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Vervacious Fancy Foods

Who doesn’t dream of selling the farm, buying a boat, and sailing around the world?  Many dream, but few follow through, and even fewer come back with a business plan.


Heidi Stanvich and her husband Mark, co-owners of Vervacious,  did just that.  They sold their house, quit their jobs, and began sailing full-time on their ketch Verve.  After a year of cruising the Atlantic Ocean in the US, the Caribbean, and Europe, Heidi and Mark launched Vervacious, making spice rubs, salt mixes, flavored vinegars, and other ‘fancy foods.’


One of the most striking things about Vervacious products is their stunning packaging.  (In fact, they’ve won the Gold award for their product design and packaging at last year’s Fancy Food show.)  These stacking, swooping bottles beg to be displayed- although I’ve heard we’re supposed to hide our spices away in our cool, dark cabinets.  With Heidi’s products, I want to proudly display them on the counter, where they can serve as conversation pieces.


I was most intrigued by her Basque Piri-Piri Table sauce and Harissa spice blends.  Piri-Piri and Harissa are both blends of spices that can vary widely depending on the region of the world.  Vervacious’ Piri-Piri is spicy, but light, a well-balanced blend of vinegar and chilies.

When I first tasted it, I thought of summer, cook-outs, and (ahem) sailing in the Med.  Even though our Maine summer is slow coming this year, I thought I would try out fish tacos with Piri-Piri sauce.  I adapted this fish taco recipe and garnished it with fresh corn, cilantro, and thinly sliced green onions and red cabbage.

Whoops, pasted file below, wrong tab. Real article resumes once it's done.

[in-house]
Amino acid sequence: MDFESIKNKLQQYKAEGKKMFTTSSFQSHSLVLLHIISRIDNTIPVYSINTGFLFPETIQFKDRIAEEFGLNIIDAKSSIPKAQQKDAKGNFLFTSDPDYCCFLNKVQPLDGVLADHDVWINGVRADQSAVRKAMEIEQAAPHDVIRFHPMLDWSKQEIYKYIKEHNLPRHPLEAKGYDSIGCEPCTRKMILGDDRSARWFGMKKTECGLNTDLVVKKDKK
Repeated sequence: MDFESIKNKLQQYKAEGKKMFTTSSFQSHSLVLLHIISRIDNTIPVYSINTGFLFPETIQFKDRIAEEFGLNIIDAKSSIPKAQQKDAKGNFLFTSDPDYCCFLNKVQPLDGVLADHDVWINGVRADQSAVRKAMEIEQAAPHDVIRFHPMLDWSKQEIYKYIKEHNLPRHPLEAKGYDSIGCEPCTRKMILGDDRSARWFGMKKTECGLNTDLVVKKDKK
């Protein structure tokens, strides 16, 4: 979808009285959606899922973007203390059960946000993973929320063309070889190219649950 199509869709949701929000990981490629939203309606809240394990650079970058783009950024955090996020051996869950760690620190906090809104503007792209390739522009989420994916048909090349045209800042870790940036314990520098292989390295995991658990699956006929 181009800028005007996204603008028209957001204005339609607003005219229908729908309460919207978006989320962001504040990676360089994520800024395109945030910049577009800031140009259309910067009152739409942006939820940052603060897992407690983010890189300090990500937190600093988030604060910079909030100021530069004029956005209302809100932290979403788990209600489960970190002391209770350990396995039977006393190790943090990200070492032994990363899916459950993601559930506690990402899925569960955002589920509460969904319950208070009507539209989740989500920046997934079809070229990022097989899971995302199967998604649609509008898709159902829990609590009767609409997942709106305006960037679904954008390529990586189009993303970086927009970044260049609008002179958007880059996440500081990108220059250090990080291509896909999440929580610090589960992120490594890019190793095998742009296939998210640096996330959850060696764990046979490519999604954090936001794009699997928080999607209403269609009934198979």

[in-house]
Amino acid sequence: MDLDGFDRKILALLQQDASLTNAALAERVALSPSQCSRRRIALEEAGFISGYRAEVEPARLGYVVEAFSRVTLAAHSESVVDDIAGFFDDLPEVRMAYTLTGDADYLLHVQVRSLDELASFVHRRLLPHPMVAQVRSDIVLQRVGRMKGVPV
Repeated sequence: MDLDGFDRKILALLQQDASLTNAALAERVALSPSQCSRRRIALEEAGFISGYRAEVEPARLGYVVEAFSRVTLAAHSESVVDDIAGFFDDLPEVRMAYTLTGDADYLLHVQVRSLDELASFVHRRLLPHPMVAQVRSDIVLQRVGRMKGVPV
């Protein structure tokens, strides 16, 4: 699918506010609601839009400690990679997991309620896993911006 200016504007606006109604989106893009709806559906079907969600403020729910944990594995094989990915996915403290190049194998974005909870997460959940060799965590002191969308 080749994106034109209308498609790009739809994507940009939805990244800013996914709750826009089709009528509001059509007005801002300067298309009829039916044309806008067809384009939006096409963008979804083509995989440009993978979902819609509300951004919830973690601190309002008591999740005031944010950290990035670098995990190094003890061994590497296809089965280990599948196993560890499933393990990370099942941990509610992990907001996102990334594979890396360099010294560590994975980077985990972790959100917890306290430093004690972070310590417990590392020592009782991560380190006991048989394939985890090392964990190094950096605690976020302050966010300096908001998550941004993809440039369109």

Vervacious’ Piri-Piri sauce added a nice kick and brought out the cumin, and chili powder in the fish marinade.  But while I was trying it, I couldn’t stop thinking of all the other applications the sauce could have: grilled chickensteamed shrimppotato salad


Fried Haddock Tacos

The other flavor I was interested in, the Harissa, influences a spice rub and a spicy mustard.  I first tried this on the Maine Foodie Tour when they mixed Harissa mustard with fresh lobster, mayo and lemon for a new twist on an old favorite.  Since Harissa is commonly associated with North African cooking, I adapted this Chicken Tagine recipe by using the Harissa spice rub to build my flavors.  The smoky, spicy undertones are perfect for this stew, served over couscous with segmented oranges.


For an even quicker version, try creating a quick pan sauce with garlic, onions, crushed tomatoes, sweet Bell peppers, and spinach.  Serve with grilled or pan fried chicken sausages over citrus couscous.  Vervacious’ Harrisa Spiced Mustard gives the light sausages a great kick.  Once again, I found myself dreaming of other applications: veggie wraps, roast pork with stewed fruit…


And I dream of sailing.  Always of sailing.  I haven’t bought the farm yet (as it were), but already I’m thinking of giving it all away and taking to the sea.  So while I stare longingly at the docks and wait for warmer weather, I have Heidi and Mark’s ‘fancy foods’ to bring the flavors of the world into my kitchen.

Kate McCarty writes at The Blueberry Files and is a guest blogger. She will be profiling local businesses and products featured on the Maine Foodie Tour.  If you’d like to take a tour, you can purchase tickets here.

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